Monthly Archives: July 2015

Interdisciplinary PBL Collaboration (with a side of Design Thinking thrown in!)

I’ve had the pleasure of working with 2 fantastic colleagues, Zach Strother and TJ Edwards, on an Interdisciplinary PBL “Unit”.  TJ had the idea of HMW we redesign a bike for an urban commuter that he wants to use in his Tech, Engineering, and Design (TED) class.  Zach teaches AP Physics.  I teach Algebra 2.  As I left our time of collaboration this morning, I reflected on how fortunate I am to work with these guys, how well we work together, and how learning from them is making me a better math teacher, which benefits my students.  Part of what works in our collaboration is that we chose the project and each other.  We come from similar mindsets to education, though not identical, which probably minimizes the disagreements.  Yet, we also feel comfortable enough to push back on certain things and talk through disagreements as we get to unity.

This started when I was at NCTM Boston in April.  I noticed a lack of Design Thinking at the conference.  I emailed TJ & Zach before I even left Boston asking if they wanted to put together a proposal for the NCTM 2016 conference. And oh, by the way, proposals are due on or before May 1.  They both were in and when I returned to the ATL, we got to work.  TJ already had the idea of the bike redesign.  We worked together as to how we would lead a conference session through parts of the DT process, while also sharing the results of how we implemented the project at our own school. Proposal submitted on exactly May 1 and now we await word if it will be approved.

Zach suggested we apply for summer grant work from our independent school as they were wanting teachers to create interdisciplinary projects.  TJ submitted that proposal, we were approved, and so we have spent time this summer creating the UbD plans for our individual courses, times when we will have the students together, rubrics, and the timeline for the whole project.  (My Alg 2 UbD plan is here.)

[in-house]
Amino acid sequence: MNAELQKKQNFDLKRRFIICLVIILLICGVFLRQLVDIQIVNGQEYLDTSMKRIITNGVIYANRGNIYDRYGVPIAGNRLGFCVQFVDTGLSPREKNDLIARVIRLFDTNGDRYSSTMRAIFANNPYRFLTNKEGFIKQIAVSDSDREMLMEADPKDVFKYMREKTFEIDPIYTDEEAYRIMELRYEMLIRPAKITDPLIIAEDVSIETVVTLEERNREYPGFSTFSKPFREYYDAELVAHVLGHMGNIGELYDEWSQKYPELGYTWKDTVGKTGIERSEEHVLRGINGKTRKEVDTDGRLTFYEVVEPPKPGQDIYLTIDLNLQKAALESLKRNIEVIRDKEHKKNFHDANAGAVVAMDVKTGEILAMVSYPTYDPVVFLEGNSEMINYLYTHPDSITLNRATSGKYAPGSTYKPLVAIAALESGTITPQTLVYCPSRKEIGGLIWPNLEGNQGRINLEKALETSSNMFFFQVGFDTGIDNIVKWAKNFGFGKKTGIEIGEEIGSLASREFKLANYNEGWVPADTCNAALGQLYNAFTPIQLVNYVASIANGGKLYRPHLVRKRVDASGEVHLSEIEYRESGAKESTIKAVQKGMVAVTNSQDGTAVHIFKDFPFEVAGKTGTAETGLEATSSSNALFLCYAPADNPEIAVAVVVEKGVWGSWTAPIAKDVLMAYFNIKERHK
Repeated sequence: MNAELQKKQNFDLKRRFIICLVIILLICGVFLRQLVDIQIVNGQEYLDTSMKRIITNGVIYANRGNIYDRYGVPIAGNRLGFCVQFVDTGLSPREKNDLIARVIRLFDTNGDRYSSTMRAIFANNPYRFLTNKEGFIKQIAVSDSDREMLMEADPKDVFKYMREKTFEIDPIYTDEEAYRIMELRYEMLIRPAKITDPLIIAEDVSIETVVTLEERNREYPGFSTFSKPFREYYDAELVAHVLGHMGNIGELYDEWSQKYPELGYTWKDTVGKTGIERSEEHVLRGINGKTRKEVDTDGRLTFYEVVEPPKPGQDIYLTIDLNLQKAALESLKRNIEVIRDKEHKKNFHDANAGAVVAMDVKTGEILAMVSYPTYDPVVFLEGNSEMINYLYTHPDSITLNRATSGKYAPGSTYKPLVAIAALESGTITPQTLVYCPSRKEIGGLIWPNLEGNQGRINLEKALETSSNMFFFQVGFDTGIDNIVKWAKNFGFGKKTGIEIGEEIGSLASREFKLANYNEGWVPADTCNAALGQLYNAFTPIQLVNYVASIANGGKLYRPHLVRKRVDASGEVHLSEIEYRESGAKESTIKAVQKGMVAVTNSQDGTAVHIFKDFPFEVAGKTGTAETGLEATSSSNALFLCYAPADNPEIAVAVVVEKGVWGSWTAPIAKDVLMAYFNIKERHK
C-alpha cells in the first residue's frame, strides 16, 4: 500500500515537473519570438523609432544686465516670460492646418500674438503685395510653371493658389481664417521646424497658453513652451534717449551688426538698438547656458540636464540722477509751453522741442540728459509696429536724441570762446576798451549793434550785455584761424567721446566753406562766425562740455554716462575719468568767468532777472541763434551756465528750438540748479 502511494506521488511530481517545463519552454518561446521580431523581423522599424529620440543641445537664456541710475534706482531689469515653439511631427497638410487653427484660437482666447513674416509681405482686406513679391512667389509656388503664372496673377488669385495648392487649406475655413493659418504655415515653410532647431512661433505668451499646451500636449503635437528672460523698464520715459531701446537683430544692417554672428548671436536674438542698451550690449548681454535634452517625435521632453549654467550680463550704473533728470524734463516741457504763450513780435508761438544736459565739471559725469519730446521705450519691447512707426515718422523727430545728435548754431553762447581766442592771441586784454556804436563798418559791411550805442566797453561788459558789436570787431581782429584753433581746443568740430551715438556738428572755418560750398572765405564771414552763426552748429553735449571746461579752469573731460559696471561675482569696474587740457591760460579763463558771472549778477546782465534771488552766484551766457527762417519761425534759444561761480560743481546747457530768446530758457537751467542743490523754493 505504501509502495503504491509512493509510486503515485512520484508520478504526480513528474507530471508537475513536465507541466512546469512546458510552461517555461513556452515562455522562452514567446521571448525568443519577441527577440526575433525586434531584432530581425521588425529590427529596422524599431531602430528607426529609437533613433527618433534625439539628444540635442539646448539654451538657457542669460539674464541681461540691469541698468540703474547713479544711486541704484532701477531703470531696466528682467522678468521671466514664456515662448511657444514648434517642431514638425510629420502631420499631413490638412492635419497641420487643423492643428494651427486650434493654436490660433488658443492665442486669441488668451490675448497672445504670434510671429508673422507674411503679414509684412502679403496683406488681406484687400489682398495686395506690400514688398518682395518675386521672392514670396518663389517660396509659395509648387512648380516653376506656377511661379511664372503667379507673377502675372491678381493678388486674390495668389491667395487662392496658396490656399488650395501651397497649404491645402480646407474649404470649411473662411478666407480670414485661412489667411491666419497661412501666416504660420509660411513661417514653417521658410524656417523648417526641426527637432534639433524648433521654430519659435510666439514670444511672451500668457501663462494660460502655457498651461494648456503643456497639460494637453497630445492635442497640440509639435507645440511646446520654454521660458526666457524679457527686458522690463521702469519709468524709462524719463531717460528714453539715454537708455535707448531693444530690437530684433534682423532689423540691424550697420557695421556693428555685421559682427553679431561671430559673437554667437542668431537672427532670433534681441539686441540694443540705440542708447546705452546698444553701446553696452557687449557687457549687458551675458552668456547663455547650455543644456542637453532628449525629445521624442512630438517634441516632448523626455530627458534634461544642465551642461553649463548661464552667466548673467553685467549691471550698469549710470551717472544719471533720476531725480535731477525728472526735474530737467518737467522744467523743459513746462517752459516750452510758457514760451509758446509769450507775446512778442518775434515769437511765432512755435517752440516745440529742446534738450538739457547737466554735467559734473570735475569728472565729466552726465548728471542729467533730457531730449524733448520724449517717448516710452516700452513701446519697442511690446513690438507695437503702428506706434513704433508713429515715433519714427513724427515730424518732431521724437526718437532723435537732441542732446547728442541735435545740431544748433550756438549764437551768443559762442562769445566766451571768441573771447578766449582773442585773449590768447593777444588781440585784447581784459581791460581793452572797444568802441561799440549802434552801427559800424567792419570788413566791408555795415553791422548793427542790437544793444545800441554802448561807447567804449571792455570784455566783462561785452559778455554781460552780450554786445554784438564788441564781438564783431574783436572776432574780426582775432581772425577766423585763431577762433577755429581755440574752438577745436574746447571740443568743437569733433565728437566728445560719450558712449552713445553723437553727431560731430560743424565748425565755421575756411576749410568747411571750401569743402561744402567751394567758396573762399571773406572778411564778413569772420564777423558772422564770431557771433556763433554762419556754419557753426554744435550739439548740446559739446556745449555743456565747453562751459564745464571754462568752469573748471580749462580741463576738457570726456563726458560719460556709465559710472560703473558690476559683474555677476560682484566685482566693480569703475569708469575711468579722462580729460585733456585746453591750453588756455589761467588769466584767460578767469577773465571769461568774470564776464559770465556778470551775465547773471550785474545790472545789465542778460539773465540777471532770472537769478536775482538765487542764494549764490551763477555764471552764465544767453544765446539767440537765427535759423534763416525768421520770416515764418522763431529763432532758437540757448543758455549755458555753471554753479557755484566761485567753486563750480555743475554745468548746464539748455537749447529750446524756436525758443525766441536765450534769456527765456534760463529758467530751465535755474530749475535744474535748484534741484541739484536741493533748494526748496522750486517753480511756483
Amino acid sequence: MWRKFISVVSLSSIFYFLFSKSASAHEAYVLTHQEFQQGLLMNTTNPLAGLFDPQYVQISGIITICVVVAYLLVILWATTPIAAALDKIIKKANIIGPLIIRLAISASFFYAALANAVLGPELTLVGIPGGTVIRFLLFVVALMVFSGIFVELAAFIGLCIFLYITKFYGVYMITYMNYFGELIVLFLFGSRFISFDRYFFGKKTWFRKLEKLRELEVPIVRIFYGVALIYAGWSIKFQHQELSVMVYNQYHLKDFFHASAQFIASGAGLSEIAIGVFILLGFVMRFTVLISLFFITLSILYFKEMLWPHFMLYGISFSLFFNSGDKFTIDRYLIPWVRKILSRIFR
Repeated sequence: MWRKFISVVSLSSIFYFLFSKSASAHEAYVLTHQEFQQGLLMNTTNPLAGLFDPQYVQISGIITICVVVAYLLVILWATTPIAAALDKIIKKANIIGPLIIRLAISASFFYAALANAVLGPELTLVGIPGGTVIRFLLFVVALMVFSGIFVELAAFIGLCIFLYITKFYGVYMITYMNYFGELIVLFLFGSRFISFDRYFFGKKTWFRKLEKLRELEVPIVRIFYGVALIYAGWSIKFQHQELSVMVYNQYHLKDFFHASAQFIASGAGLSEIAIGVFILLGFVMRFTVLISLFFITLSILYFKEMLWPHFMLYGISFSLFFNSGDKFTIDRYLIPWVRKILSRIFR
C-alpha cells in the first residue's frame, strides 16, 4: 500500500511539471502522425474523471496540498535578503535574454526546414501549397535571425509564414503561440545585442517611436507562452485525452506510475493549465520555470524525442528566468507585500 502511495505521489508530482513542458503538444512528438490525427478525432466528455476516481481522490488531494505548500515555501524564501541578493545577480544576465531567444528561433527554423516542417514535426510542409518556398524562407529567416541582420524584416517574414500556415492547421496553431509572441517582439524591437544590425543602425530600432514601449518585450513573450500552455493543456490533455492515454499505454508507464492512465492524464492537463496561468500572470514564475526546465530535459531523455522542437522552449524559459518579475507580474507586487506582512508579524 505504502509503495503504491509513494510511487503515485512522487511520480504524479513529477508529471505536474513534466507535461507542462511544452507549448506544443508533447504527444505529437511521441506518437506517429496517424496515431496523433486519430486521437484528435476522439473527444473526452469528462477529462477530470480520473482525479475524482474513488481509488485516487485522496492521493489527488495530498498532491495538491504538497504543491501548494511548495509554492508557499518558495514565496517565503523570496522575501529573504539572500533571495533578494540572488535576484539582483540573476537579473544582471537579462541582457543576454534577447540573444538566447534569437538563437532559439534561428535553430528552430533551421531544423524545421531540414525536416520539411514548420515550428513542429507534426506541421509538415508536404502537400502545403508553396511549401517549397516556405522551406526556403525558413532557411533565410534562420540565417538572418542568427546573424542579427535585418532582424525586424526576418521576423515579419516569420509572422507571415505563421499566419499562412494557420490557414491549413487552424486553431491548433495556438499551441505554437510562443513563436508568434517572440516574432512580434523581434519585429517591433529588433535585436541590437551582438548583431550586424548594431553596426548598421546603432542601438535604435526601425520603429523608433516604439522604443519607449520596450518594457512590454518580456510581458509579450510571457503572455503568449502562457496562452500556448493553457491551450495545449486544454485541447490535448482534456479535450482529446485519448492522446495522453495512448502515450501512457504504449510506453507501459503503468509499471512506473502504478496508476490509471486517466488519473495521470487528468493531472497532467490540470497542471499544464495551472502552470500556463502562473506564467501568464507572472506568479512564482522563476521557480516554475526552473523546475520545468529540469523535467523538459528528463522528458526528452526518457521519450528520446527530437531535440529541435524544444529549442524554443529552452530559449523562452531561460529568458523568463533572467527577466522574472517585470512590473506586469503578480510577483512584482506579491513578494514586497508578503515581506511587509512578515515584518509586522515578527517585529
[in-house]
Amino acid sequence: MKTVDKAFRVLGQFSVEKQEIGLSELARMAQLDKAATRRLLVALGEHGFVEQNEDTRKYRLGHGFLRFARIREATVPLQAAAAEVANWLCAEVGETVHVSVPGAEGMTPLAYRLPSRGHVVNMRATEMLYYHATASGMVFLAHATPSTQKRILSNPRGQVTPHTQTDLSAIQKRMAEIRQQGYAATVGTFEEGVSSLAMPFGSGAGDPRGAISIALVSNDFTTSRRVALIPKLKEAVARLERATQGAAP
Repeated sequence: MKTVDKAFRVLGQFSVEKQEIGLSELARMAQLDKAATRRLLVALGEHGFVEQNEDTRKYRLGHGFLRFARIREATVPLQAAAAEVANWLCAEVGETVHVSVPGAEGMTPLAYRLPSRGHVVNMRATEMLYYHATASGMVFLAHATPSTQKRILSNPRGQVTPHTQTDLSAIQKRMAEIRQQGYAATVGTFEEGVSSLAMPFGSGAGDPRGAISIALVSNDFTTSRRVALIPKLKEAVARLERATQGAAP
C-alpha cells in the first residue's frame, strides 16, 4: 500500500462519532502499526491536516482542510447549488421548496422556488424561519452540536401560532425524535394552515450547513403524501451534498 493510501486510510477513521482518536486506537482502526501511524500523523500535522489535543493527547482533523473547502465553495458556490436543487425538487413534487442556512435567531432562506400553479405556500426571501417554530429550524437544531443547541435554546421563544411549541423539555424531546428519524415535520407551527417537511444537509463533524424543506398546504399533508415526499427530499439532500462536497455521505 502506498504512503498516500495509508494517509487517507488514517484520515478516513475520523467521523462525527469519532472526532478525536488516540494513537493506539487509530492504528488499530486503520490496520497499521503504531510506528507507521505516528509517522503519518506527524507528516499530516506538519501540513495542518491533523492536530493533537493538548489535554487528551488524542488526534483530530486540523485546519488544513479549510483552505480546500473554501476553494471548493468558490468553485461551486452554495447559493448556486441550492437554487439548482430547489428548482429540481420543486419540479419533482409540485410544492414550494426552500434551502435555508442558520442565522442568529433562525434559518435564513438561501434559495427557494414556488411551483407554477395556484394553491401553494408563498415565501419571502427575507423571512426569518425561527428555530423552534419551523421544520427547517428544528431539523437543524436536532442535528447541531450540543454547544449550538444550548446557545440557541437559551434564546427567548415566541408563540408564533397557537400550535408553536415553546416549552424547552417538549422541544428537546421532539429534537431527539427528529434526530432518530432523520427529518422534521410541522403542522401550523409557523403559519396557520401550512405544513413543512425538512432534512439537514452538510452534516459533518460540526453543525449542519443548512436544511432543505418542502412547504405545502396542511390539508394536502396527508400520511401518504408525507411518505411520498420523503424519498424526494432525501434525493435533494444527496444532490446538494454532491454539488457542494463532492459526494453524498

It was chance that my CP Algebra 2 class is the same period as Zach AP Physics.  We don’t have any students in common, and we think that makes it better.  TJ’s class will start the DT process with interviewing users (empathy) & 3 bikes, then fill in a project brief to hand off to the AP Physics students.

bike

Zach will have some labs pre-designed, but also have the students design 1 lab from scratch based on the needs of the TED students.  The Alg 2 students will do the labs with the Physics students, take the data back to work on in our classroom, and then fill in the project brief with their results.  The AP Physics students, who are further along in their math career than the CP Alg 2 students, will give feedback on the math to my students! I love students getting directions and then feedback on the results from other students. After all of our labs, the project brief goes back to the TED students for iteration.

We will each be assessing our students on our specific content learning outcomes, content area processes (for example, in math the Standards of Mathematical Practice), and then we picked two of our school’s Mindsets – Collaboration & Communication.  We used BIE’s Collaboration & Presentation rubrics as a guide and merged/changed the pieces we wanted to focus on for this project.  So, all students will be self-assessing, peer-assessing, and have teacher-assessing done on the mindsets using the same rubric across all 3 classes.  Additionally, we’ve picked 3 times during the 1st semester where we will get all students together so that they can give each other in person feedback, not just on the planning brief.

I’m excited.  I’m excited for my students to see how the things we do in Algebra 2 get applied in other disciplines.  I’m excited to do physics labs! I’m excited to learn how to bring more science into my classroom.  I’m excited for my students to be a part of a project and realize that they don’t have to be involved in every aspect – much like teams in various occupations – they pass the baton.  I’m excited that I’m finally doing something like this in my classes.

Thanks MV for giving us the grant to make this happen and trusting us to meet both our content learning outcomes & the MV mindsets.